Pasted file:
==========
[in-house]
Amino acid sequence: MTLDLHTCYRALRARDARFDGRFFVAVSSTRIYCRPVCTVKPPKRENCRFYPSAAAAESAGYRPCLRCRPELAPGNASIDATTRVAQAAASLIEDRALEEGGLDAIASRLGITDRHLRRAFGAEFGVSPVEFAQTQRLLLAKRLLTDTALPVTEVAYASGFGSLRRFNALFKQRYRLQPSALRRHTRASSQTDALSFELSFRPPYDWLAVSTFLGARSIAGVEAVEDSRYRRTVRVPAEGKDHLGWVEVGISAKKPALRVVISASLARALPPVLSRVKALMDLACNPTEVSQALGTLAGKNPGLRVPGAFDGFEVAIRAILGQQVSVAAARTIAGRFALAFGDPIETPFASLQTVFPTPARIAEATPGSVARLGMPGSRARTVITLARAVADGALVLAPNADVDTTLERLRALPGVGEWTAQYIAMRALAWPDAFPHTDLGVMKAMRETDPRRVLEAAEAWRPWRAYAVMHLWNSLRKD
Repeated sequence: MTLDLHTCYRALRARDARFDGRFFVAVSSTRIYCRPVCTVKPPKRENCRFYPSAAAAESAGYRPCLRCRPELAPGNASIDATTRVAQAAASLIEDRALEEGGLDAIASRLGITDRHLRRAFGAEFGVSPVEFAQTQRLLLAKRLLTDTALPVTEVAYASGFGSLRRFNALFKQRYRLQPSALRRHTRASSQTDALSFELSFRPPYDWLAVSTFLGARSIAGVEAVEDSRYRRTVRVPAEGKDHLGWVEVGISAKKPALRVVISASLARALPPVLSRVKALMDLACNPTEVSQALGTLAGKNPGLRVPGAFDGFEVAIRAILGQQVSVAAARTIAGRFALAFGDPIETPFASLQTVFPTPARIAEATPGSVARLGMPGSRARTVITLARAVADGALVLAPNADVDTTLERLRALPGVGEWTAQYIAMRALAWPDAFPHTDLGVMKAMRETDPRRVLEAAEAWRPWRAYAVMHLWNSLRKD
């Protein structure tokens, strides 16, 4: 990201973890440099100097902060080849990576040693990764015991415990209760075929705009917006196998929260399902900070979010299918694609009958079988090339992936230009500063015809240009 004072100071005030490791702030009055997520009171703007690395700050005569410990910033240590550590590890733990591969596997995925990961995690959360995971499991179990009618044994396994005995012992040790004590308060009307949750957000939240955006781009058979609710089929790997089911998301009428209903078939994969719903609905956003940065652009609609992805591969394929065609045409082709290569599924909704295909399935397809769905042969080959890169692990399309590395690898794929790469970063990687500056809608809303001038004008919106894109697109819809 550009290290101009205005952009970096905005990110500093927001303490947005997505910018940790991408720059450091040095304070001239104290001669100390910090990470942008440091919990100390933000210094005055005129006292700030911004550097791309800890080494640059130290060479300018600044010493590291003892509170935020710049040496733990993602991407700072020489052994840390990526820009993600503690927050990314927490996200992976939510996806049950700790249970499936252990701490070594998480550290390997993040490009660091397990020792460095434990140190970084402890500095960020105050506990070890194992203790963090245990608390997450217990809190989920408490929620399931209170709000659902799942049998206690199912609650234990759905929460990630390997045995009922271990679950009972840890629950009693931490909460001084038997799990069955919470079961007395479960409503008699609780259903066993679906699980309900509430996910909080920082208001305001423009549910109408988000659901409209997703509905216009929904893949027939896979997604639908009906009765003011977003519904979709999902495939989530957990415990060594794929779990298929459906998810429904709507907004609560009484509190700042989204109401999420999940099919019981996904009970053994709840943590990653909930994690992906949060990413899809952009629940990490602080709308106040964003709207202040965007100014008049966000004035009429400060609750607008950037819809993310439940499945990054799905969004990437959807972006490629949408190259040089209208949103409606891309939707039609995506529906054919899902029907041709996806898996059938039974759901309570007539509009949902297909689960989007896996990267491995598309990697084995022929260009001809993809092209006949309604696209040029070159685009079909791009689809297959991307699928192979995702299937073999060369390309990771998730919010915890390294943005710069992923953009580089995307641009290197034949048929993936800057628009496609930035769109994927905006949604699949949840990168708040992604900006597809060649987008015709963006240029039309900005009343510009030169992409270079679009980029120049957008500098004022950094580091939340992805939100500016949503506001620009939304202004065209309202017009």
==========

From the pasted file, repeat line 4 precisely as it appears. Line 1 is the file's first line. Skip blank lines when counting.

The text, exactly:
């Protein structure tokens, strides 16, 4: 990201973890440099100097902060080849990576040693990764015991415990209760075929705009917006196998929260399902900070979010299918694609009958079988090339992936230009500063015809240009 004072100071005030490791702030009055997520009171703007690395700050005569410990910033240590550590590890733990591969596997995925990961995690959360995971499991179990009618044994396994005995012992040790004590308060009307949750957000939240955006781009058979609710089929790997089911998301009428209903078939994969719903609905956003940065652009609609992805591969394929065609045409082709290569599924909704295909399935397809769905042969080959890169692990399309590395690898794929790469970063990687500056809608809303001038004008919106894109697109819809 550009290290101009205005952009970096905005990110500093927001303490947005997505910018940790991408720059450091040095304070001239104290001669100390910090990470942008440091919990100390933000210094005055005129006292700030911004550097791309800890080494640059130290060479300018600044010493590291003892509170935020710049040496733990993602991407700072020489052994840390990526820009993600503690927050990314927490996200992976939510996806049950700790249970499936252990701490070594998480550290390997993040490009660091397990020792460095434990140190970084402890500095960020105050506990070890194992203790963090245990608390997450217990809190989920408490929620399931209170709000659902799942049998206690199912609650234990759905929460990630390997045995009922271990679950009972840890629950009693931490909460001084038997799990069955919470079961007395479960409503008699609780259903066993679906699980309900509430996910909080920082208001305001423009549910109408988000659901409209997703509905216009929904893949027939896979997604639908009906009765003011977003519904979709999902495939989530957990415990060594794929779990298929459906998810429904709507907004609560009484509190700042989204109401999420999940099919019981996904009970053994709840943590990653909930994690992906949060990413899809952009629940990490602080709308106040964003709207202040965007100014008049966000004035009429400060609750607008950037819809993310439940499945990054799905969004990437959807972006490629949408190259040089209208949103409606891309939707039609995506529906054919899902029907041709996806898996059938039974759901309570007539509009949902297909689960989007896996990267491995598309990697084995022929260009001809993809092209006949309604696209040029070159685009079909791009689809297959991307699928192979995702299937073999060369390309990771998730919010915890390294943005710069992923953009580089995307641009290197034949048929993936800057628009496609930035769109994927905006949604699949949840990168708040992604900006597809060649987008015709963006240029039309900005009343510009030169992409270079679009980029120049957008500098004022950094580091939340992805939100500016949503506001620009939304202004065209309202017009």